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USS Lionfish (SS-298): Wikis

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USS Lionfish
Career
Builder: Cramp Shipbuilding Company, Philadelphia, Pennsylvania / Portsmouth Naval Shipyard, Portsmouth New Hampshire (Now Kittery, Maine)[1]
Laid down: 15 December 1942[1]
Launched: 7 November 1943[1]
Commissioned: 1 November 1944[1]
Decommissioned: 16 January 1946[1]
Recommissioned: 31 January 1951[1]
Decommissioned: 15 December 1953[1]
Struck: 20 December 1971[1]
Fate: Museum ship at Battleship Cove, Fall River, Massachusetts since 30 August 1972[2]
General characteristics
Class and type: Balao-class diesel-electric submarine[2]
Displacement: 1,526 tons (1,550 t) surfaced[2]
2,424 tons (2,460 t) submerged[2]
Length: 311 ft 6 in (94.95 m) [2]
Beam: 27 ft 3 in (8.31 m) [2]
Draft: 16 ft 10 in (5.13 m) maximum[2]
Propulsion:

4 × Fairbanks-Morse Model 38D8-⅛ 9-cylinder opposed piston diesel engines driving electrical generators[2][3]
2 × 126-cell Sargo batteries[4]
4 × high-speed General Electric electric motors with reduction gears [2]
two propellers [2]
5,400 shp (4.0 MW) surfaced[2]

2,740 shp (2.0 MW) submerged[2]
Speed: 20.25 knots (37 km/h) surfaced[4]
8.75 knots (16 km/h) submerged[4]
Range: 11,000 nm (20,000 km) surfaced at 10 knots (19 km/h)[4]
Endurance: 48 hours at 2 knots (4 km/h) submerged[4]
75 days on patrol
Test depth: 400 ft (120 m)[4]
Complement: 10 officers, 70–71 enlisted[4]
Armament: 10 × 21-inch (533 mm) torpedo tubes
 (six forward, four aft)
 24 torpedoes [4]
1 × 5-inch (127 mm) / 25 caliber deck gun [4]
Bofors 40 mm and Oerlikon 20 mm cannon

USS Lionfish (SS-298), a Balao-class submarine, was the only ship of the United States Navy named for the lionfish, a scorpaenid fish found in the West Indies and the tropical Pacific.

Lionfish was laid down on 15 December 1942; launched on 7 November 1943, sponsored by Mrs. Harold C. Train; and commissioned on 1 November 1944. Her first captain was Lieutenant Commander Edward D. Spruance, son of World War II admiral Raymond Spruance.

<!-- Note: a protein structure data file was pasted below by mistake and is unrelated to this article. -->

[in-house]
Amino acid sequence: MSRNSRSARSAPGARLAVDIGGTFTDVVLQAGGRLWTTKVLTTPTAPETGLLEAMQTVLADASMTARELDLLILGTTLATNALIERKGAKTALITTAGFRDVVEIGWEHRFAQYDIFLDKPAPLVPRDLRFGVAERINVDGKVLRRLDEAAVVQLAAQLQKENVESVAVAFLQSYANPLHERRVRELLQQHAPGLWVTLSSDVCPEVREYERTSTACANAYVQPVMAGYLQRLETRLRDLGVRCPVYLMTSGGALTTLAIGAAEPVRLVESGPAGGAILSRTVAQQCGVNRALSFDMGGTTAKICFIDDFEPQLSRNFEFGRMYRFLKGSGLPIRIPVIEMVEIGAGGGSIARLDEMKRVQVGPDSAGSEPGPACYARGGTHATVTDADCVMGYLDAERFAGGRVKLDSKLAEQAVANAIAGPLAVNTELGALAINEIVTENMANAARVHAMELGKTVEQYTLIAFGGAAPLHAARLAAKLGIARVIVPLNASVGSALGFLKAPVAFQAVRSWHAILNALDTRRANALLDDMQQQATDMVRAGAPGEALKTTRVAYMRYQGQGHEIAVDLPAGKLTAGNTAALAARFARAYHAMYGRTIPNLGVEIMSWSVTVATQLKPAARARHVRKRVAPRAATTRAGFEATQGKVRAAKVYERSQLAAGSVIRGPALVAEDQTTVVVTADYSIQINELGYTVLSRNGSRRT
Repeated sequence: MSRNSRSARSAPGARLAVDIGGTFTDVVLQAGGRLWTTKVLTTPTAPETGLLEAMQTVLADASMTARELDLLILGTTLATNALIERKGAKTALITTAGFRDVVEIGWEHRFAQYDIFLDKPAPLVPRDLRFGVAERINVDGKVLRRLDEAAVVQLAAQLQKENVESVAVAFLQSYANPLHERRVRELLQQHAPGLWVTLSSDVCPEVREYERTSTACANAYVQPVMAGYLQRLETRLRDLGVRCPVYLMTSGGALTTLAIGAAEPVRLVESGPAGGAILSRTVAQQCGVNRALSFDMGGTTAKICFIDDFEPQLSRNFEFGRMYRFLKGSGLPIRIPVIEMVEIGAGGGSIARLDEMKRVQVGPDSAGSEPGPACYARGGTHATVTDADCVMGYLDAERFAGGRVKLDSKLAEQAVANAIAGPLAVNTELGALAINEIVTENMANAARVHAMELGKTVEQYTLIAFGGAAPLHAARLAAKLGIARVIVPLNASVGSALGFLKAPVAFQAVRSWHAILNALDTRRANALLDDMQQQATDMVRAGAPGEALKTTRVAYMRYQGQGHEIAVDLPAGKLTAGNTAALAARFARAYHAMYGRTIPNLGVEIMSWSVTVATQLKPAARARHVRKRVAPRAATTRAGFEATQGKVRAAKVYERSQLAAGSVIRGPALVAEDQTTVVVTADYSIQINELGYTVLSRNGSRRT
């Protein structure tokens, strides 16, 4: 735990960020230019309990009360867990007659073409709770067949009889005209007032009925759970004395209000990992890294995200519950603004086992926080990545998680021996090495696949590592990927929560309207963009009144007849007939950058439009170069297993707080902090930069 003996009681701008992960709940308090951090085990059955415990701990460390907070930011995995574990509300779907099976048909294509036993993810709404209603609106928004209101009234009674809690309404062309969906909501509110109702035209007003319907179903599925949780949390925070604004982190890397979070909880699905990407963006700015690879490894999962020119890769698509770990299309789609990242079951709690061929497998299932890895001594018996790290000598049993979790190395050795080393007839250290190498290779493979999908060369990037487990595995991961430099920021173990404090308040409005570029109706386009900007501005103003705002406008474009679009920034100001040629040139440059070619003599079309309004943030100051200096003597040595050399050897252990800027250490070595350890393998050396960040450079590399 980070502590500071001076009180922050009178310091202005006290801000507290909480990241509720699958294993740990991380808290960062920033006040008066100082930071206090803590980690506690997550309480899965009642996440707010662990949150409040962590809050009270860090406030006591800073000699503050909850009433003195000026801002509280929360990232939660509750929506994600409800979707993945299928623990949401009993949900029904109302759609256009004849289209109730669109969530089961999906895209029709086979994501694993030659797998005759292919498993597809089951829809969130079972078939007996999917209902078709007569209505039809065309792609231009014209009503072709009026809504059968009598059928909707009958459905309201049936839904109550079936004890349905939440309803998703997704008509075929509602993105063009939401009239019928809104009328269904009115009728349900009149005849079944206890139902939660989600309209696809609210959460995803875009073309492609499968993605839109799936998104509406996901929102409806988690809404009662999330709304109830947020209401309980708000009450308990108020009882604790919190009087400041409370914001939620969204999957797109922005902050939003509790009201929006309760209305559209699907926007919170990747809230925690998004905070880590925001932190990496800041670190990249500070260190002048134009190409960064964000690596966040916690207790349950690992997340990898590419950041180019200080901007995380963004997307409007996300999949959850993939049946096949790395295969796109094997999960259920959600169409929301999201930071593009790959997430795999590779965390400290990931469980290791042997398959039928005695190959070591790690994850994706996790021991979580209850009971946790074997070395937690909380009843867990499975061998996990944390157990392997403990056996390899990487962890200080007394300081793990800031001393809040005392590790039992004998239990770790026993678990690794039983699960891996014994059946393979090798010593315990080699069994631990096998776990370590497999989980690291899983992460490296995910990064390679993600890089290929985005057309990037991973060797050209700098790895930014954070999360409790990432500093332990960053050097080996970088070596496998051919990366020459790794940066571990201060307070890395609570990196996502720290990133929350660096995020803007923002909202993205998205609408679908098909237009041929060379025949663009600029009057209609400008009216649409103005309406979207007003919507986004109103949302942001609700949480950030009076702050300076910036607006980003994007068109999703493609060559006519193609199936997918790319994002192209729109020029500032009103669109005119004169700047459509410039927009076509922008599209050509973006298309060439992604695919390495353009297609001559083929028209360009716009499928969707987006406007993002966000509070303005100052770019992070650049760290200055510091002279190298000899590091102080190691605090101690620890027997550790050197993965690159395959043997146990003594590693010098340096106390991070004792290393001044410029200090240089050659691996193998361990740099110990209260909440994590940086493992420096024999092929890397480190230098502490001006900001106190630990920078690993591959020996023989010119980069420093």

After completing her shakedown cruise off New England, she began her first war patrol in Japanese waters on 1 April 1945. Ten days later, she avoided two torpedoes fired by a Japanese submarine. On 1 May Lionfish destroyed a Japanese schooner with her deck guns. After a rendezvous with the submarine USS Ray, she transported B-29 survivors to Saipan and then made her way to Midway Island for replenishment.

On 2 June she started her second war patrol, and on 10 July fired torpedoes at a surfaced Japanese submarine, after which Lionfish's crew heard explosions and observed smoke through their periscope {The Submarine I 162 was undamaged}. She subsequently fired on two more Japanese submarines. Lionfish ended her second and last war patrol performing lifeguard duty (the rescue of downed fliers) off the coast of Japan. When World War II ended on 15 August she headed for San Francisco and was decommissioned at Mare Island Navy Yard on 16 January 1946.

Lionfish was recommissioned on 31 January 1951, and headed for the East Coast for training cruises. After participating in NATO exercises and a Mediterranean cruise, she returned to the East Coast and was decommissioned at the Boston Navy Yard on 15 December 1953.

In 1960, the submarine was recommissioned a second time, this time serving as a reserve training submarine at Providence, Rhode Island. In 1971, she was stricken from the Navy Register. In 1973, she began permanent display as a memorial at Battleship Cove, where she is one of the museum’s most popular exhibits.

Coordinates: 41°42′22″N 71°09′47″W / 41.706067°N 71.162919°W / 41.706067; -71.162919

See also

References

  1. ^ a b c d e f g h Friedman, Norman (1995). U.S. Submarines Through 1945: An Illustrated Design History. Annapolis, Maryland: United States Naval Institute. pp. 285–304. ISBN 1-55750-263-3. 
  2. ^ a b c d e f g h i j k l Bauer, K. Jack; Roberts, Stephen S. (1991). Register of Ships of the U.S. Navy, 1775-1990: Major Combatants. Westport, Connecticut: Greenwood Press. pp. 275–280. ISBN 0-313-26202-0. 
  3. ^ U.S. Submarines Through 1945 pp. 261–263
  4. ^ a b c d e f g h i U.S. Submarines Through 1945 pp. 305-311

External links

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